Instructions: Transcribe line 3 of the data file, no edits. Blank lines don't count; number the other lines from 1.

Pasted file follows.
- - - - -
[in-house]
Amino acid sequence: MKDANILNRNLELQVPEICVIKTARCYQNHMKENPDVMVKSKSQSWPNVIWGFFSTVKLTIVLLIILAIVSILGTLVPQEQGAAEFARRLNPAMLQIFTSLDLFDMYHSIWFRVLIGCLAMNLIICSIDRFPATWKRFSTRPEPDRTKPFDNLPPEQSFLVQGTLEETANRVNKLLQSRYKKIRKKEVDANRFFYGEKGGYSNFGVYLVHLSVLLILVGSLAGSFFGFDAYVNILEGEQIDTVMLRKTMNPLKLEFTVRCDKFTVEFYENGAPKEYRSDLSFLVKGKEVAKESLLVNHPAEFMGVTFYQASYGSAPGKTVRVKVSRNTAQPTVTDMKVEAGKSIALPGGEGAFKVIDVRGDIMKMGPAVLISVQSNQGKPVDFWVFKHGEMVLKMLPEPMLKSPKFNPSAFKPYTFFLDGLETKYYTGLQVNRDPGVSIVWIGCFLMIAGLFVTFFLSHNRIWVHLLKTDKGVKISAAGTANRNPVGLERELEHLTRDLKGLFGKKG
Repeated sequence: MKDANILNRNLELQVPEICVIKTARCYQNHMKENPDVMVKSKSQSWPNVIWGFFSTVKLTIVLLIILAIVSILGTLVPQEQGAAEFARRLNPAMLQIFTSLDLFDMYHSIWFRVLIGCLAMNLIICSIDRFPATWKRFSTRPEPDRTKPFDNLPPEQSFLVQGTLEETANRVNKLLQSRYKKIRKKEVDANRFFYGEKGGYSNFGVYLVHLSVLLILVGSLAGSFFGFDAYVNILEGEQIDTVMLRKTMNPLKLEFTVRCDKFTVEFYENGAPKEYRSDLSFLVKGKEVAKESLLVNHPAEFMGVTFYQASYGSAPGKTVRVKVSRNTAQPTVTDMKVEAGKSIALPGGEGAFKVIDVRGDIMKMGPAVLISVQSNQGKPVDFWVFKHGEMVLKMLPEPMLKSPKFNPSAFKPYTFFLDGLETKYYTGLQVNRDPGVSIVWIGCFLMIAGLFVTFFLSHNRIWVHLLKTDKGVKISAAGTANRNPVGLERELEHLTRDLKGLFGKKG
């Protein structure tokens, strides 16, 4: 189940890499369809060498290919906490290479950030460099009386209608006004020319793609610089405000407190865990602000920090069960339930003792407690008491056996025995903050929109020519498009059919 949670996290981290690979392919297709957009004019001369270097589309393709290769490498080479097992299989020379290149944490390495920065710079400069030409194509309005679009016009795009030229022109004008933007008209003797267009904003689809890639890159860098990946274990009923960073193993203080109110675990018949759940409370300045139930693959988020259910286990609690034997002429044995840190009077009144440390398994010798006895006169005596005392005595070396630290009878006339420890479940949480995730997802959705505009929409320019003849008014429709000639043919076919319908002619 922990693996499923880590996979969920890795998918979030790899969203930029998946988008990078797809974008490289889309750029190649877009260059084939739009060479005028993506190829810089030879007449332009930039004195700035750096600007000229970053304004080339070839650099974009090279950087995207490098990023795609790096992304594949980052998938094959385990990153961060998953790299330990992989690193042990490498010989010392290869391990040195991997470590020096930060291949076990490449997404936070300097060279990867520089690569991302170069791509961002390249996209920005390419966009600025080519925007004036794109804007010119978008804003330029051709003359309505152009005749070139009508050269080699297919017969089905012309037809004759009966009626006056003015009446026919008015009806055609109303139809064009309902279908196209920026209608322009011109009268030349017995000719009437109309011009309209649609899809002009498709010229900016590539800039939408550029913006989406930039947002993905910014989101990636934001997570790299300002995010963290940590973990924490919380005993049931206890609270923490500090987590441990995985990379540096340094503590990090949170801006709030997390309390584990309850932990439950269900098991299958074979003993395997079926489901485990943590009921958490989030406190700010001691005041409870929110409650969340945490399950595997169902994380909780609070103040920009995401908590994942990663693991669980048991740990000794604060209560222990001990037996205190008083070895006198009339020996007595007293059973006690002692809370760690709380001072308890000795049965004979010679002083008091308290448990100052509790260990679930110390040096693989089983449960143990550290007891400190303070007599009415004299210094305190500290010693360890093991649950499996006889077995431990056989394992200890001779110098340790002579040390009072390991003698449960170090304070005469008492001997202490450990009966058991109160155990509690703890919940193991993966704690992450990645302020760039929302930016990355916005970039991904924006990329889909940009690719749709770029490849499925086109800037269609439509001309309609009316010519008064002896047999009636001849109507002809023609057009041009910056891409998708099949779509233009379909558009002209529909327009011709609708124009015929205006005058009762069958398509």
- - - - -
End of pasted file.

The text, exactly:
Repeated sequence: MKDANILNRNLELQVPEICVIKTARCYQNHMKENPDVMVKSKSQSWPNVIWGFFSTVKLTIVLLIILAIVSILGTLVPQEQGAAEFARRLNPAMLQIFTSLDLFDMYHSIWFRVLIGCLAMNLIICSIDRFPATWKRFSTRPEPDRTKPFDNLPPEQSFLVQGTLEETANRVNKLLQSRYKKIRKKEVDANRFFYGEKGGYSNFGVYLVHLSVLLILVGSLAGSFFGFDAYVNILEGEQIDTVMLRKTMNPLKLEFTVRCDKFTVEFYENGAPKEYRSDLSFLVKGKEVAKESLLVNHPAEFMGVTFYQASYGSAPGKTVRVKVSRNTAQPTVTDMKVEAGKSIALPGGEGAFKVIDVRGDIMKMGPAVLISVQSNQGKPVDFWVFKHGEMVLKMLPEPMLKSPKFNPSAFKPYTFFLDGLETKYYTGLQVNRDPGVSIVWIGCFLMIAGLFVTFFLSHNRIWVHLLKTDKGVKISAAGTANRNPVGLERELEHLTRDLKGLFGKKG